Choosing the right career pathway is one of the biggest challenges a young person faces at a time when they are coming to grips with adulthood and transitioning away from a structured school environment, or perhaps even leaving home for the first time.
As parents you want the best for your child and each individual has different needs and ideas. The best you can do is to support them through this transition, provide them with as much quality information that you can and hope that this results in a sound choice that serves them well both now and into the future.
We recognise that this is a challenging time, and we have tried to put as much impartial information as possible in one place to make this transition easier. We hope that you find it useful.
For many programmes, subject selection at school is very important, as well as the results achieved. If the students wants to do a science based programme without science, or engineering without maths for example, they may be out of luck. However for some other programmes, a student’s attitude and reasons for choosing that area of study are the most important qualities that tutors are looking for.
To have the widest options available, doing English, science and maths for as long as they can at school will help their chances. Interview technique is important too - many courses require an interview prior to enrolment. Things for your student to think about beforehand include why they have chosen that particular career path and what they want to do in the future. Asking some intelligent questions about the course also helps!
They should be punctual, engaged and enthusiastic in their interview to show that they are keen. Finally, any work experience, paid or voluntary in their area of choice, shows that they have put some thought into their future career.
This link relates to preparing for job interviews, but many of the principles are the same as applying for a popular course at any tertiary provider where an interview is needed.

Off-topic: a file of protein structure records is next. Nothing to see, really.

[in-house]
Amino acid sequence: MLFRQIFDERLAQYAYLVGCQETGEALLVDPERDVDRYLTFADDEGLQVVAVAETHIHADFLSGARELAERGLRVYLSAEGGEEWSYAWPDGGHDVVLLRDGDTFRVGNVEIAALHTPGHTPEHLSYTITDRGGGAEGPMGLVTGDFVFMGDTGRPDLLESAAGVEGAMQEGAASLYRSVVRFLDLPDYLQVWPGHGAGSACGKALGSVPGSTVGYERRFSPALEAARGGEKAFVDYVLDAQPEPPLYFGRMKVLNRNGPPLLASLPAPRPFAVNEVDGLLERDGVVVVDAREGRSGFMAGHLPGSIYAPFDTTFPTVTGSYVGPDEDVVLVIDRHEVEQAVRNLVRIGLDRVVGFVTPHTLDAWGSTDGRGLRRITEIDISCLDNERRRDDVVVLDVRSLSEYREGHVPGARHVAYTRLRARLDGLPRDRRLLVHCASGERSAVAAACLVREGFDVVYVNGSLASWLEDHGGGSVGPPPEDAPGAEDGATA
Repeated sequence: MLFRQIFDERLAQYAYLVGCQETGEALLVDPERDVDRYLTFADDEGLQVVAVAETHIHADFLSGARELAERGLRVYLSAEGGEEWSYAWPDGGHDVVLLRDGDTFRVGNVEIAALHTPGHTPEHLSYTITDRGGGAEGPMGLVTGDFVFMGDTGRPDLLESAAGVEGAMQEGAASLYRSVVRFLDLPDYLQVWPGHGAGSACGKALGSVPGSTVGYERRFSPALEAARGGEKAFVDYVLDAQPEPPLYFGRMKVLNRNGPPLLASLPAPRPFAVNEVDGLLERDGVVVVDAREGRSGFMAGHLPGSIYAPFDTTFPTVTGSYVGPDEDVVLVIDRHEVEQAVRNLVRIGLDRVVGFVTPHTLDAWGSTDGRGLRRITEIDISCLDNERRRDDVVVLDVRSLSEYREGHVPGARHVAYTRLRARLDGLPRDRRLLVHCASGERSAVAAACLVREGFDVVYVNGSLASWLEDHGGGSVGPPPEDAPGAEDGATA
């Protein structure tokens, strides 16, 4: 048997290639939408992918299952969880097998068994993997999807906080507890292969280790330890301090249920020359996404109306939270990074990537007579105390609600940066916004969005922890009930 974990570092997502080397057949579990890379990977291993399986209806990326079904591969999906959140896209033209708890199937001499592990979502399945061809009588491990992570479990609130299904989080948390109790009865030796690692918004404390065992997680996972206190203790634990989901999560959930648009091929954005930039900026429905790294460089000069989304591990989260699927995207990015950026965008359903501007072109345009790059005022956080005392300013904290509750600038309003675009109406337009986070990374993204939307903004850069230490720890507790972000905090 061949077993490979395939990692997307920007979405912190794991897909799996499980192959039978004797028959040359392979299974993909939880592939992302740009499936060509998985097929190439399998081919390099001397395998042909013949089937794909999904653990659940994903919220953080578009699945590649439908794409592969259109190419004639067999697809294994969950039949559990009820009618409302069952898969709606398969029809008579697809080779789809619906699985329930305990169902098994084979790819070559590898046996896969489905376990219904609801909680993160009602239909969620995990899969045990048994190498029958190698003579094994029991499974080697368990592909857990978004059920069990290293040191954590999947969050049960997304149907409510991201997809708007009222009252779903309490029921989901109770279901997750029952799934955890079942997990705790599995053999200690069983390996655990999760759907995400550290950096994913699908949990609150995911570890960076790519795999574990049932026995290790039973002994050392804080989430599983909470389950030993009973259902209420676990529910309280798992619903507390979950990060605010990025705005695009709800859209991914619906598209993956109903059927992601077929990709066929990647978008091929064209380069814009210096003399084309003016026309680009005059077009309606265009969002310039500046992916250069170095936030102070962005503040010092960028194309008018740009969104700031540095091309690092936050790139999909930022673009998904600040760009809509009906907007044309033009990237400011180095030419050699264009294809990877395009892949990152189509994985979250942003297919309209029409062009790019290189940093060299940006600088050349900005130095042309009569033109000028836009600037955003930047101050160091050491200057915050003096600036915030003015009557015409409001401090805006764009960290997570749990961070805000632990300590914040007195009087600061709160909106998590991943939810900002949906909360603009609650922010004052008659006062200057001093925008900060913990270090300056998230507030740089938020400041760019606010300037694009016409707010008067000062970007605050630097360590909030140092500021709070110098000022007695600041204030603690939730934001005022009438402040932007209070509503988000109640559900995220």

Bay of Plenty Polytechnic staff members are unable to disclose information to parents regarding a student’s progress or results without the permission of the student.
Some subjects can only be studied at university, such as dentistry or medicine. Other areas are the domain of polytechnics such as the trades, but in many areas they cross over. Where the outcome is the same qualification (for example, Bachelor of Business or Bachelor of Sport and Recreation), research conducted by the Ministry of Education suggests that there is no discrimination by industry as to the origin of this qualification.
- Read the Education Counts report "Does it really matter where you study?"
- Read more about the difference between universities and polytechs
Some students follow in their parents’ footsteps, some do what they know or what they are good at and some just want to go their own way.
Whatever the decision, it’s important that it is student driven so they take ownership of their education and feel motivated to finish what they start. Doing something because they have nothing better to do or because they feel pressured to will often result in bad choices and poor completion rates. Students need to be up for the challenge and positive about their choices.